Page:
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Algeria
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Maternal, Newborn, Child and Adolescent Health
Life expectancy at birth
Maternal mortality ratio
Stillbirth rate
Neonatal mortality rate
Infant mortality rate
Under 5 mortality rate
Antenatal care coverage: 4+ visits
Antenatal care coverage: 8+ visits
Births attended by skilled health personnel
Postpartum care coverage for mothers
Postnatal care coverage for newborns
Exclusive breastfeeding for infants under 6 months
Coverage of first dose of measles vaccination
Stunting - short height for age under age 5
Wasting – low weight for height under age 5
Overweight - heavy for height under 5
Sexual and Reproductive Health
Child marriage before age 15
Child marriage before age 18
Female genital mutilation
Sexual violence by age 18 - female
Sexual violence by age 18 - male
Very early child bearing under age 16
Adolescent birth rate ages 15 to 19
Contraceptive prevalance rate, modern methods, all women
Communicable Diseases
New HIV infections
Antiretroviral treatment coverage
Antiretroviral medicine coverage in HIV positive pregnant women
Condom use
New TB infections
New malaria infections
Non-Communicable Diseases
Mortality from non-communicable diseases
Suicide mortality rate
Current tobacco use among females aged 15 and over
Current tobacco use among males aged 15 and over
Harmful alcohol use aged 15 and over
Health Financing
Health systems and policies
Density of health workers - physicians
Density of health workers - nurses and midwives
Density of health workers - pharmaceutical staff
Qualified obstetricians
Birth registration
At least basic drinking water
At least basic sanitation services
Open defecation
Implementation of AMRH Initiative

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What does it mean ?
Full Name:Malaria incident cases per 1,000 persons per year
Full Unit: Per 1,000 population
Year-range of Data:2017
Source:Global Strategy for Women's, Children's and Adolescents' Health (2016-2030)
Link to Source:http://apps.who.int/gho/data/node.gswcah
Date Source Published:9th February 2019
Date Source Accessed:25th April 2019

The following countries had no data:
Lesotho, Libya, Mauritius, SADR, Seychelles, Tunisia

Alternative Data Sources
   

New malaria infections

What does it mean ?

This is the number of confirmed new cases of malaria reported each year per every 1,000 people.

Why does it matter ?

Knowing the incidence rate of malaria is required for determining the need for treatment and services, particularly in more at-risk populations and in areas of limited resources. Changes in the incidence rate can indicate the burden of malaria on a population and allow for targeted interventions in high priority areas. Finally, it can help to judge the success of malaria control programs and their implementation. The malaria incidence rate is an indicator for monitoring Sustainable Development Goal 3: Health and Wellbeing; Target 3.3: By 2030, end the epidemics of AIDS, tuberculosis, malaria and neglected tropical diseases and combat hepatitis, water-borne diseases and other communicable diseases. It is also part of the Global Strategy for Women's, Children's and Adolescents' Health (2016-2030) under Survive: End preventable deaths.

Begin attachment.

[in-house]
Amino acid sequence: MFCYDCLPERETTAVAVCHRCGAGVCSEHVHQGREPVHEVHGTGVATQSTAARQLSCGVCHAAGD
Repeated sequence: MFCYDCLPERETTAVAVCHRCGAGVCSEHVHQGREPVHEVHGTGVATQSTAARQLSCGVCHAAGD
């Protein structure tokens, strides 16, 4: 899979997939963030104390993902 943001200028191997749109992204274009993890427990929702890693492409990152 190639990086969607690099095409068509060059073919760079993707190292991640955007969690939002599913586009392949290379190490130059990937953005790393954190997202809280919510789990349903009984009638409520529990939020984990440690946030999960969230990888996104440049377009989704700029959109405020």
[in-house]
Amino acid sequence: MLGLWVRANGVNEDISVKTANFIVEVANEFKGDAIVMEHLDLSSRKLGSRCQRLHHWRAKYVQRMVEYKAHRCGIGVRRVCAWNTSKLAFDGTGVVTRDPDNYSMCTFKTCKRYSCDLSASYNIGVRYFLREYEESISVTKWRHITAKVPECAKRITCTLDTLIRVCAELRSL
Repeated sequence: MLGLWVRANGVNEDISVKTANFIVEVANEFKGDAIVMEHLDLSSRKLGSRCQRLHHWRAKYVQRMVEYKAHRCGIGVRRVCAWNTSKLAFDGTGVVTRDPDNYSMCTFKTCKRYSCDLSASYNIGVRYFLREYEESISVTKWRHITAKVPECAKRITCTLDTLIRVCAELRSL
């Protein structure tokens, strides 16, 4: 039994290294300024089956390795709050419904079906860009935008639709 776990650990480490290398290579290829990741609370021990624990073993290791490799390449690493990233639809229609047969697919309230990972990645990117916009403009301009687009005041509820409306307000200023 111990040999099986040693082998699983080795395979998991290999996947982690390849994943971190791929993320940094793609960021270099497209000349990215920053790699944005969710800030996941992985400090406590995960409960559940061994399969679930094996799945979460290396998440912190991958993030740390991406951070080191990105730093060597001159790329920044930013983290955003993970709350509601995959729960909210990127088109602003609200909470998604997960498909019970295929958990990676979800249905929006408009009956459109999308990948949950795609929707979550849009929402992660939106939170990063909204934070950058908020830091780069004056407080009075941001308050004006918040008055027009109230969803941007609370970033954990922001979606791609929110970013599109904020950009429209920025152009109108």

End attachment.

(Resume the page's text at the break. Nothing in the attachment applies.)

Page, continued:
How is it collected ?

Preferred sources of data are surveillance systems reporting complete data on malaria cases. These sources, however, are rarely available for large populations. Data on malaria cases usually need to be corrected for extent of health service use, incomplete reporting and lack of case confirmation. In areas of high malaria transmission with limited health service data but with good data on parasite prevalence the number of malaria cases can be estimated from parasite prevalence. The population at risk, which is the number of people living in areas where malaria transmission happens, is estimated using risk mapping and population data.

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More about indicator, sources and calculations

More about indicator and sources

The global target for 2030 is to: reduce malaria case incidence globally compared with 2015 by at least 90%. However, countries may also set their own national or subnational targets, which may differ from the global targets. Read more from this link:

http://apps.who.int/iris/bitstream/10665/176712/1/9789241564991_eng.pdf?ua=1&ua=1

More information on calculations

This indicator is derived from the number of malaria cases divided by the population at risk i.e. the number of people living in areas where malaria transmission happens. The population at risk is estimated using risk mapping and population data.

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